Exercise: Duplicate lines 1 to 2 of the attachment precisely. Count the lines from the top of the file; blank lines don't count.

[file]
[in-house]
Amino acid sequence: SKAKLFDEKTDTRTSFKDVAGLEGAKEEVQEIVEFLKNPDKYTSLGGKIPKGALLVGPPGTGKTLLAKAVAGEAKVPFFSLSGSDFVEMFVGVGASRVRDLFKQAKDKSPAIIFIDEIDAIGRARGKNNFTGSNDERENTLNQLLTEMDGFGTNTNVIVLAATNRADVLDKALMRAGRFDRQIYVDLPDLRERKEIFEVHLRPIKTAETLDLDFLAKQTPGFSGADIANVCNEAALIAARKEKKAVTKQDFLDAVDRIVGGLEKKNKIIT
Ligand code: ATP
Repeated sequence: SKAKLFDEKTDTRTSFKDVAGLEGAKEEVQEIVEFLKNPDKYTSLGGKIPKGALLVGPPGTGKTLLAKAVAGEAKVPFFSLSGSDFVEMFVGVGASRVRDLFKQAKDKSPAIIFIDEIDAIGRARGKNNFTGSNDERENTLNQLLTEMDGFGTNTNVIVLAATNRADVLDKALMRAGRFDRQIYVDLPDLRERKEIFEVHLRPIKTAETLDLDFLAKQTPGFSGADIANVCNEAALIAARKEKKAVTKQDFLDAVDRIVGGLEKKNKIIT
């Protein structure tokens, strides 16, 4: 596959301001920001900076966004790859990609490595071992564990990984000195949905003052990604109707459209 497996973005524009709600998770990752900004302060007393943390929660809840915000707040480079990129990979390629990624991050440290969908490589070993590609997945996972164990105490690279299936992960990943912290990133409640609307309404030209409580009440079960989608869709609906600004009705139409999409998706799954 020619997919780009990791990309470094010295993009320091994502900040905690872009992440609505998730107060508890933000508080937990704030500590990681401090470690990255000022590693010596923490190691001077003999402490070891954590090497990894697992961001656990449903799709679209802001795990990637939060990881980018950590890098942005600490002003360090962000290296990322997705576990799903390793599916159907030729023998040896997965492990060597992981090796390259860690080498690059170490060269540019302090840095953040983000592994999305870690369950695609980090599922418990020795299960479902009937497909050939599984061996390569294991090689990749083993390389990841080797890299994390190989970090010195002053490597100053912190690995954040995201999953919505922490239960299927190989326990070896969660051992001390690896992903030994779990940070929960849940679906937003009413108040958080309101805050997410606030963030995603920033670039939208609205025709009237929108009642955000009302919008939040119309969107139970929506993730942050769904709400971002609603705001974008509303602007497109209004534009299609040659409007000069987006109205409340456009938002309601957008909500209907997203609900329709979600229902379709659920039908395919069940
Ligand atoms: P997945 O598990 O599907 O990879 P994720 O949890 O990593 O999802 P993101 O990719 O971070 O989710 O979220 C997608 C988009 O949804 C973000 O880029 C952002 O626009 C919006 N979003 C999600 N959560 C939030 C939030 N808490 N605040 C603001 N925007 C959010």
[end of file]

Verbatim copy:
[in-house]
Amino acid sequence: SKAKLFDEKTDTRTSFKDVAGLEGAKEEVQEIVEFLKNPDKYTSLGGKIPKGALLVGPPGTGKTLLAKAVAGEAKVPFFSLSGSDFVEMFVGVGASRVRDLFKQAKDKSPAIIFIDEIDAIGRARGKNNFTGSNDERENTLNQLLTEMDGFGTNTNVIVLAATNRADVLDKALMRAGRFDRQIYVDLPDLRERKEIFEVHLRPIKTAETLDLDFLAKQTPGFSGADIANVCNEAALIAARKEKKAVTKQDFLDAVDRIVGGLEKKNKIIT